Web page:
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Assignment 2 Write a device driver

 Assignment 2 (Released on November 12th at 10:00 am)

25 points in total, worth 25% of the final grade.
Due December 10th at noon (12:00pm) 
You must submit electronically using Canvas.
 
Write a device driver for a character device which implements a simple way of message passing. The kernel maintains a list of messages. To limit memory usage, we impose a limit of 6KB = 6*1024 bytes for each message, and also impose a limit of the size of all messages, which is initially 4MB = 4*1024*1024 bytes.
Your device driver should perform the following operations:
Creating the device, which has to be /dev/opsysmem, creates an empty list of messages.
Removing the device deallocates all messages and removes the list of messages.
Reading from the device returns one message, and removes this message from the kernel list. If the list of messages is empty, the reader returns -EAGAIN.
Writing to the device stores the message in kernel space and adds it to the list if the message is below the maximum size, and the limit of the size of all messages wouldn't be surpassed with this message. If the message is too big, -EINVAL is returned, and if the limit of the size of all messages was surpassed, -EAGAIN is returned.
The kernel module which implements this driver must be called charDeviceDriver.ko.
You need to ensure that your code deals with multiple attempts at reading and writing at the same time. The reader should obtain the messages a LIFO (last in first out) manner.
Marking Criteria
30% of the total mark for correctly handling the list of messages
30% of the total mark for correctly handling opening, closing, reading, writing to the devise.
30% of the total mark for points for correctly handling the concurrency
10% of the total mark for correctly handling the memory leak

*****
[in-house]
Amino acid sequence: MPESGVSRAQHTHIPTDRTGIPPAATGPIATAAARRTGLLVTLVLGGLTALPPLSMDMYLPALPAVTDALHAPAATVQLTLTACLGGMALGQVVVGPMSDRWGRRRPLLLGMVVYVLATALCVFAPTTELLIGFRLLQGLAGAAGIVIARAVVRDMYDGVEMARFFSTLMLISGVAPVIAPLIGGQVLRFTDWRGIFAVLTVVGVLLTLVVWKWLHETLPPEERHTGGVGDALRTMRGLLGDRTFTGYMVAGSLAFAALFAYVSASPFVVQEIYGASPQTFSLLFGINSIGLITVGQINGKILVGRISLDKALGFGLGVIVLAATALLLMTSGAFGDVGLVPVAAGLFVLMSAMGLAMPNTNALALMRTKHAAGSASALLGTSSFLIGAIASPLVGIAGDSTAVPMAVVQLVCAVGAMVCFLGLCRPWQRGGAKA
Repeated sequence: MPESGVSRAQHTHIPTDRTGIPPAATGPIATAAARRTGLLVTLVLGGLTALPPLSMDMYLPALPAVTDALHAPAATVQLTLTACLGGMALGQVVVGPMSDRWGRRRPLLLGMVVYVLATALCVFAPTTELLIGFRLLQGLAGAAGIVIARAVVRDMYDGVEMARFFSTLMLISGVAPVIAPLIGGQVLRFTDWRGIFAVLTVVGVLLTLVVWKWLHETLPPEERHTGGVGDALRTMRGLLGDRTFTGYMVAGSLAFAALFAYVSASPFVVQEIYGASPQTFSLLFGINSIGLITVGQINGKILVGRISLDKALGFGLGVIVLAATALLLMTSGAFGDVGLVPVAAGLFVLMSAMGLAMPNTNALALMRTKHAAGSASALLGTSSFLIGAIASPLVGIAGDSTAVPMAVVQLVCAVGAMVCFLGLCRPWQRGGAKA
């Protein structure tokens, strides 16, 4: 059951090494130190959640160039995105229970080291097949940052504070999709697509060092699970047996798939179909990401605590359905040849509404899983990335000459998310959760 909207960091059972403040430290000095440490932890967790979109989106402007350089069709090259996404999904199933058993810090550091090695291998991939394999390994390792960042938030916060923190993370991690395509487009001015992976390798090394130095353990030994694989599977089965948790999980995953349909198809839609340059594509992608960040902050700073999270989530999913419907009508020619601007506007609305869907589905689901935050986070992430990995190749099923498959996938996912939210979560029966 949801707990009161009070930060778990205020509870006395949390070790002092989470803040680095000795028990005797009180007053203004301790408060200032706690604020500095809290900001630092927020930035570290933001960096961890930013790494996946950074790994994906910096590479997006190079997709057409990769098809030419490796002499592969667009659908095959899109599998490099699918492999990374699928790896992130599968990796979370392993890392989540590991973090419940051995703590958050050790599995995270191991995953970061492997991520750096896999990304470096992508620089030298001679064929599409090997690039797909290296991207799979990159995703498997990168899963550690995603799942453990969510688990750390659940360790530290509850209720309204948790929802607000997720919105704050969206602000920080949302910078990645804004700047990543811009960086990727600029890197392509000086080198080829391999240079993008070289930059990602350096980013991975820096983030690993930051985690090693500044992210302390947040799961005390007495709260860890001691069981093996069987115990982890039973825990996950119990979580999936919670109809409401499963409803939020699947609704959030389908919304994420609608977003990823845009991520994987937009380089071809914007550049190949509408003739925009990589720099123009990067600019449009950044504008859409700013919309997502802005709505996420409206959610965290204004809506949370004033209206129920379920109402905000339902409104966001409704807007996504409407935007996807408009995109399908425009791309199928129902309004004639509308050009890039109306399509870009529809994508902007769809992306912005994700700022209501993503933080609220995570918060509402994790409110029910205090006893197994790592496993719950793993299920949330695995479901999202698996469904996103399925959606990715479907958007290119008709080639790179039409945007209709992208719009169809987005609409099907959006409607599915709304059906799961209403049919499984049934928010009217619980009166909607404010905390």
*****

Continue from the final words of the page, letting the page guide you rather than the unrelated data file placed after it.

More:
Testing
Here you can find a project template to use. Do not modify or add files in the repository that start with test, since we use those files for scripts for testing. The test script expects the kernel module at module loading time to add the major number to the buffer of the kernel (dmesg or /var/log/syslog), as done in the example code. The scripts used for marking will expect this output as well. A simple test script is provided in the project template. 
Submission
You should put all your files into a .zip directory named exercise2. The directory exercise2 must be at the top level of your project for the marking scripts to work. So it should have the following structure:
exercise2.zip
  |_exercise2
    |_charDeviceDriver.c
    |_charDeviceDriver.h
We will run the command make in the directory exercise2 in order to obtain all required binaries. Do not use any files or directory with the prefix "test", since we will use such files for running tests. It is worth trying out submission well before the deadline even if the solution is not correct yet.
For marking we will use additional, more advanced, test scripts which check whether your program satisfies the specification. If the provided test scripts fail, all the more advanced test scripts are likely to fail as well. Any code which does not compile on the virtual machine provided will be awarded 0 marks and not be reviewed.
Explanation of the example code
The code provided is an example, in init_module, it will register a char device. so it will appears in /dev/ as "chardev".
There is a mutex lock named as "devLock" just showing how to use mutex lock in kernel programming.
In device_read function, it shows how to copy message to user space.
You'll need to modify this charDeviceDriver.c and charDeviceDriver.h to complete the assignment.
Useful commands for this assignment:
1. "ls -l /dev/" check the regisitered device name
2. "sudo insmod charDeviceDriver.ko" insert the module to kernel
3. "sudo rmmod charDeviceDriver.ko" remove the kernel module
4. "dmesg -w &" or "tail -f /var/log/syslog" check the kernel log printed by "printk()"
5. "mknod /dev/chardev c " make a device to talk to (check syslog for this, do this before you read or write to device )
6. "echo > /dev/" send message to the device (use "sudo su" change to root user before execute this)
7. "head -n 1 < /dev/" read one message from the device(use "sudo su" change to root user before execute this)
Useful links
Introduction to writing linux kernel modules, part 1 (Links to an external site.)
Introduction to writing linux kernel modules, part 2 (Links to an external site.)
Linux kernel API (Links to an external site.)
The Linux Kernel Module Programming Guide
 
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